Risk Management

We are excited you are looking to enroll in Wilderness Orientation and understand you may have some questions or concerns regarding the risks associated with outdoor adventure. We strongly believe that most individuals will be physically and mentally capable of completing a WO course, as the trips are designed to meet the needs of both the novice outdoors-person and the seasoned veteran. We hope that the information outlined below will provide you with further insight into our program; if not, please do not hesitate to contact us with questions or concerns.


While participating on most WO trips, students will sleep outdoors, experience long, physically demanding days, set up their own camp, and prepare their own meals. Similar to life at college, each student is expected to take good care of him or herself. Although we always hope for sunshine and smiles, there are some inherent risks and hazards associated with our programs such as:

  1. Rough Terrain: scree/boulder fields, rough footing, high passes, oceans, rivers, currents, surf zones, off trail, bushwhacking, etc.

  2. Inclement Weather: cold (possibly below freezing), rain, snow, extreme heat (over 100 degrees), lightning, wind, constant sun, etc.

  3. Animals/Insects: bears, ticks, venomous marine and land animals or insects, mosquitoes etc.

  4. Remote Locations: in some areas, up to 48 hours to hospital care, challenges to communication, etc.

  5. Technical Skills: such as surf landings, peak ascents and descents, heavy (up to 50 pounds) backpacks, moving heavy canoes and kayaks (up to 200 pounds), sea kayaking, canoeing skills, horseback riding

The health and safety of our students and staff are a top priority, as is the effective education of our students. We do all that we can to manage these associated risks to ensure the well-being and enjoyment of both students and staff. To achieve these goals for a group in a wilderness setting, each student must be fully committed to and capable of working hard, taking responsibility for him/herself, and working effectively in the group. Individuals can further help us achieve these goals by coming well prepared for their trip (bringing the required equipment, training physically and mentally, breaking in boots, etc.).


Outback Adventures has been in operation since 1978 and we incorporated Wilderness Orientation into our programming in 1990. We operate our courses several course areas: Sequoia Kings Canyon (since 1990), Baja California (since 1992), the Colorado River (since 1994), San Jacinto Wilderness (since 1994), Catalina Island (since 2011), sailing the Southern California Pacific Coast (since 2011). We strive to connect and maintain relationships with local experts to maintain awareness of local issues, current conditions, and raise our knowledge of the area. For more information regarding our course areas, please visit our trips page.


We pride ourselves on training and hiring qualified staff. All staff members go through an extensive staff training program, involving technical skills, leadership, environmental ethics, educational techniques, wilderness skills and conflict resolution. Each program operating in a wilderness environment will have at least one leader with a Wilderness First Responder (a 72 hour first aid, wilderness medicine and emergency response course), a California Commercial Driver's License, and experience in the course location.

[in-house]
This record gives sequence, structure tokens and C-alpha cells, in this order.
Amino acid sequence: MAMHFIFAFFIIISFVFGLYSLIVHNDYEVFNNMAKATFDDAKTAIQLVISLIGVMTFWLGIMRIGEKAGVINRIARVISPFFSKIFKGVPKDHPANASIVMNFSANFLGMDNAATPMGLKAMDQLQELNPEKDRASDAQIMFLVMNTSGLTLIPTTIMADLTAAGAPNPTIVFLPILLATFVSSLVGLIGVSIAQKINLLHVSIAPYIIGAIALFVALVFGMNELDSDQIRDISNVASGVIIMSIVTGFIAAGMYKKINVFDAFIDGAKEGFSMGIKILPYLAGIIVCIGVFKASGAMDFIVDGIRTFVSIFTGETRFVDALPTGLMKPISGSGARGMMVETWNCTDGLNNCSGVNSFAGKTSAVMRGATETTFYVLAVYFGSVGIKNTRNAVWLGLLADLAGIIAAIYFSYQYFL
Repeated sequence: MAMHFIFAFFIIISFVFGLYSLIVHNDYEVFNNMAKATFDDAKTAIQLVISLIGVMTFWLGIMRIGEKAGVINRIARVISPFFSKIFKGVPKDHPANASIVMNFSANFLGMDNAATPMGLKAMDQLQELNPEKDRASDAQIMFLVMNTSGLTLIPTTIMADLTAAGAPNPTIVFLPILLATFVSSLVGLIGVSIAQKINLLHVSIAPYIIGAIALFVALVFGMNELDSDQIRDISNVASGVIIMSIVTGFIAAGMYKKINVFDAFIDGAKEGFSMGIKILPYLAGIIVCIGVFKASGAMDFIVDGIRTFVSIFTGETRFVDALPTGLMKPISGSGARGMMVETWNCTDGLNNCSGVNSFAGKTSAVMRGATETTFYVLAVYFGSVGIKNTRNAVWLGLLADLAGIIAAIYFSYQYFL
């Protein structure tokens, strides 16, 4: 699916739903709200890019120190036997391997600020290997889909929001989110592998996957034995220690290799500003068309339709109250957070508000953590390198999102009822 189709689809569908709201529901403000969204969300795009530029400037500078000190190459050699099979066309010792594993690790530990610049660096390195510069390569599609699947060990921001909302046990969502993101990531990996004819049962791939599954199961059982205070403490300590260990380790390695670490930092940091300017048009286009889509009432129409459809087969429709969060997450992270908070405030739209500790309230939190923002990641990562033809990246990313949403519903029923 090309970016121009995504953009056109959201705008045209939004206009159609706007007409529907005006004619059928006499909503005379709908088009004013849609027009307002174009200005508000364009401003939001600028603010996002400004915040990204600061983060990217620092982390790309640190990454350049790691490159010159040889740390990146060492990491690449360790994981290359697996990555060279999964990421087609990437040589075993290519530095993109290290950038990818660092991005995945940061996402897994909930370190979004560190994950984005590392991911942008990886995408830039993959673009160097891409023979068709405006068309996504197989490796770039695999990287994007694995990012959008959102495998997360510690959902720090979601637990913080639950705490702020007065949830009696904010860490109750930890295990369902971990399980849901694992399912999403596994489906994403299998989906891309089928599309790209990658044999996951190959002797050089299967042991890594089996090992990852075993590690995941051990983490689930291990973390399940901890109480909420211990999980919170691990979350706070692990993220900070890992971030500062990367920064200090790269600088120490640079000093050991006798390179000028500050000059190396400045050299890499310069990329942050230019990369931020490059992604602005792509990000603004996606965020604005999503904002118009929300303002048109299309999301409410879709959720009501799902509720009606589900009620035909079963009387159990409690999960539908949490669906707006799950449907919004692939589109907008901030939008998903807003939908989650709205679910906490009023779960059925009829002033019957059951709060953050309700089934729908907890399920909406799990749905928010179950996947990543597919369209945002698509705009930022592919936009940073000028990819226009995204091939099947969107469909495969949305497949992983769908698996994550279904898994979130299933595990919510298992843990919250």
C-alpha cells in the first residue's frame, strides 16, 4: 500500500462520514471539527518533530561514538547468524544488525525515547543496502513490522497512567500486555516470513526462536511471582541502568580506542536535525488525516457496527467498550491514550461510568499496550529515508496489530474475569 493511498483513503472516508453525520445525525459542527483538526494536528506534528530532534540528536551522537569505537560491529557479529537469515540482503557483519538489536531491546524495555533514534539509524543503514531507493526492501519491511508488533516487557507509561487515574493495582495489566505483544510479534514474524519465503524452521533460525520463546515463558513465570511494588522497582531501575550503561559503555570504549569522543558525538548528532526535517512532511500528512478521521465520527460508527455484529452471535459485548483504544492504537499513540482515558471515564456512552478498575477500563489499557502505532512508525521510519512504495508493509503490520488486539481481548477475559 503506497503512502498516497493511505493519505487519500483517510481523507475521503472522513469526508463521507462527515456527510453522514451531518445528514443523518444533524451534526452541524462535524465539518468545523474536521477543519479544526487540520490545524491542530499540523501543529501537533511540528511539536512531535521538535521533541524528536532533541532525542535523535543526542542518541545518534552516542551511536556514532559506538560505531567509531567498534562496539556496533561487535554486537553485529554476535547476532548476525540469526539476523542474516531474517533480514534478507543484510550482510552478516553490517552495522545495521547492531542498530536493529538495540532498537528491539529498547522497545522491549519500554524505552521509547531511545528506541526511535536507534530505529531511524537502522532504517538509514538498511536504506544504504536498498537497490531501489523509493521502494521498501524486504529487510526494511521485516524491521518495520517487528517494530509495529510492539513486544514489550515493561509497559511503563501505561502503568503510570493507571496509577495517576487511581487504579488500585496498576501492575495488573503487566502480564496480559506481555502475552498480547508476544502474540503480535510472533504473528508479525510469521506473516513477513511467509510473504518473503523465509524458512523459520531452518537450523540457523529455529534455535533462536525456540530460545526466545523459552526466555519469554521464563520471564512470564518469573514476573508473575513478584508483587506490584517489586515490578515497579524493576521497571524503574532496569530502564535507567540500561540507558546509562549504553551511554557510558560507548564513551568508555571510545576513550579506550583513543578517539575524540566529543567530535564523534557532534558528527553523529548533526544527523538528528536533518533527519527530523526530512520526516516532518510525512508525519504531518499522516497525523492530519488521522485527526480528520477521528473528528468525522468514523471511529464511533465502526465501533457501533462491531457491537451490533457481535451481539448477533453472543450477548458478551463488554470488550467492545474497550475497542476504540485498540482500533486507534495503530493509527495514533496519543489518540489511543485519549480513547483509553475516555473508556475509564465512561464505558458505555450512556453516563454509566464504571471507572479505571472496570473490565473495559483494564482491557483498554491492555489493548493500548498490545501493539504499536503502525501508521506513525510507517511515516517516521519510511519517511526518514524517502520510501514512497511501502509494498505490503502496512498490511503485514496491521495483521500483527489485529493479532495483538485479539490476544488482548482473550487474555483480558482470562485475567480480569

We understand there may be additional concerns while traveling abroad and that for some students, this may be their first experience out of the United States. We do our best to stay abreast of current political issues, cultural practices, and changing conditions. While the focus of our trips is primarily about building community within the group and learning new skills, we encourage our students to engage in cultural exchanges and conversations as appropriate. We believe that by identifying and returning year after year to course locations, cultivating strong relationships with locals, and training our staff to manage situations well, the benefits of exploring these areas outweigh the risks sometimes associated with international travel. We respect the opportunity to continue working with our Mexican neighbors.  ALL participants on a trip travelling to Baja California  MUST bring a valid U.S. Passport (valid through 12/31/13).

Baja Links

Spanish for Travelers

US State Department


One of the benefits of participating in a University sponsored trip, such as WO, is that all students will be covered by the UC Travel insurance for free! We will take care of this insurance registration, but if you would like to get more information, please view the documentation (doc) and FAQ (doc) provided by the UC Office of the President. You do not have to individually register for travel insurance; it is included in the program.

This coverage is intended to provide some immediate treatment for medical emergencies arising from accidents sustained and sudden illnesses contracted during the course of the travel while participating in University activities. Students must continue to maintain their own personal health insurance. In the event of a serious or catastrophic accident or sickness, this insurance will not be sufficient to provide full coverage, and students will need other personal health insurance.

Emergency Preparedness      Disability Resources      Diversity Matters

UC San Diego, 9500 Gilman Dr., La Jolla, CA 92093
Copyright ©2008 Regents of the University of California . All rights reserved. | Terms & Conditions

Small UCSD Logo